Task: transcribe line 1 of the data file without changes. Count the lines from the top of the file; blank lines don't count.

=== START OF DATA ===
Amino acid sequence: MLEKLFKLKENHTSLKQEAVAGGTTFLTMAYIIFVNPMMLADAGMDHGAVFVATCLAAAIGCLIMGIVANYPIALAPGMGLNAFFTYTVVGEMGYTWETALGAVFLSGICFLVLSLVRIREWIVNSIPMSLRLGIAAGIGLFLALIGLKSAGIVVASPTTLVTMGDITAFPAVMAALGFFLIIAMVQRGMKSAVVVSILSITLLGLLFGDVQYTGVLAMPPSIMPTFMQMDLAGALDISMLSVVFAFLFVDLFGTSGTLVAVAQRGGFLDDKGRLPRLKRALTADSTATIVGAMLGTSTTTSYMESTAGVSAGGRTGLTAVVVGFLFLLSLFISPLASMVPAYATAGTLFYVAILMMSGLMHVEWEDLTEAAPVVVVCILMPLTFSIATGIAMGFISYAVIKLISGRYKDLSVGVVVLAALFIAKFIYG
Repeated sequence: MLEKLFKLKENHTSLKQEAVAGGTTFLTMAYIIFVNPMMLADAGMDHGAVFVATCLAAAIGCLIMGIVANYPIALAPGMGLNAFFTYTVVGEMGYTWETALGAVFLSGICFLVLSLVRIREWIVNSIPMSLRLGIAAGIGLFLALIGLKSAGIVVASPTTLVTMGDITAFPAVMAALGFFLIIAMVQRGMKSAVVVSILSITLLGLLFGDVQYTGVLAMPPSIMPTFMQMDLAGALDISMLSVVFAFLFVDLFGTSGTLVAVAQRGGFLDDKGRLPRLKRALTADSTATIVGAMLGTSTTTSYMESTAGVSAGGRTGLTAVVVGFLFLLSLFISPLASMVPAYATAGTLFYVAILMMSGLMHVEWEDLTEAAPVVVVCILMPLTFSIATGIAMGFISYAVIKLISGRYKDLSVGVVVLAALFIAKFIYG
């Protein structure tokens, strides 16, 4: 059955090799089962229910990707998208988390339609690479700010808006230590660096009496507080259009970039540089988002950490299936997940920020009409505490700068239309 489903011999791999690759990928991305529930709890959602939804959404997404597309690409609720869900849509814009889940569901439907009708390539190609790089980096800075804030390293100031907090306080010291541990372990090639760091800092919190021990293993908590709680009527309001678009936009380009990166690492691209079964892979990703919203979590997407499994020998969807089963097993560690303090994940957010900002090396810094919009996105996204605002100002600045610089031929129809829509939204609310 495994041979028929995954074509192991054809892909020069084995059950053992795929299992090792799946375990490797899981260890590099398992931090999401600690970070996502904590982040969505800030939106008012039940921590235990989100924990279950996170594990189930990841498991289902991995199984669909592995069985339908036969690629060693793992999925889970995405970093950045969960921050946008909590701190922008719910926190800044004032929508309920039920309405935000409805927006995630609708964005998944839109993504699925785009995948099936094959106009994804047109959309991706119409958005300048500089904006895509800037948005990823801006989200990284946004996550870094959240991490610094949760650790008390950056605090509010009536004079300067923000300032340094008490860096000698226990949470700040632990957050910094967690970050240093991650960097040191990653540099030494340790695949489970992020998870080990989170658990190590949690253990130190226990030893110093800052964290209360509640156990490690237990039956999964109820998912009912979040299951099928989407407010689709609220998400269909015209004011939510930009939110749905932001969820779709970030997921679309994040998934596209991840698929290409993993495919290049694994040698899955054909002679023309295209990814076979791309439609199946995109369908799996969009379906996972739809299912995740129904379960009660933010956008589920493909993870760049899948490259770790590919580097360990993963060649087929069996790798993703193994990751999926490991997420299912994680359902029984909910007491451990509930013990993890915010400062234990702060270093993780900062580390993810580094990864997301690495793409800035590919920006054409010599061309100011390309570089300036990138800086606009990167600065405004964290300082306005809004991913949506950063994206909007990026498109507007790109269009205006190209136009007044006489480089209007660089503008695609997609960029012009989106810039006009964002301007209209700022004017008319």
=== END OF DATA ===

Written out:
Amino acid sequence: MLEKLFKLKENHTSLKQEAVAGGTTFLTMAYIIFVNPMMLADAGMDHGAVFVATCLAAAIGCLIMGIVANYPIALAPGMGLNAFFTYTVVGEMGYTWETALGAVFLSGICFLVLSLVRIREWIVNSIPMSLRLGIAAGIGLFLALIGLKSAGIVVASPTTLVTMGDITAFPAVMAALGFFLIIAMVQRGMKSAVVVSILSITLLGLLFGDVQYTGVLAMPPSIMPTFMQMDLAGALDISMLSVVFAFLFVDLFGTSGTLVAVAQRGGFLDDKGRLPRLKRALTADSTATIVGAMLGTSTTTSYMESTAGVSAGGRTGLTAVVVGFLFLLSLFISPLASMVPAYATAGTLFYVAILMMSGLMHVEWEDLTEAAPVVVVCILMPLTFSIATGIAMGFISYAVIKLISGRYKDLSVGVVVLAALFIAKFIYG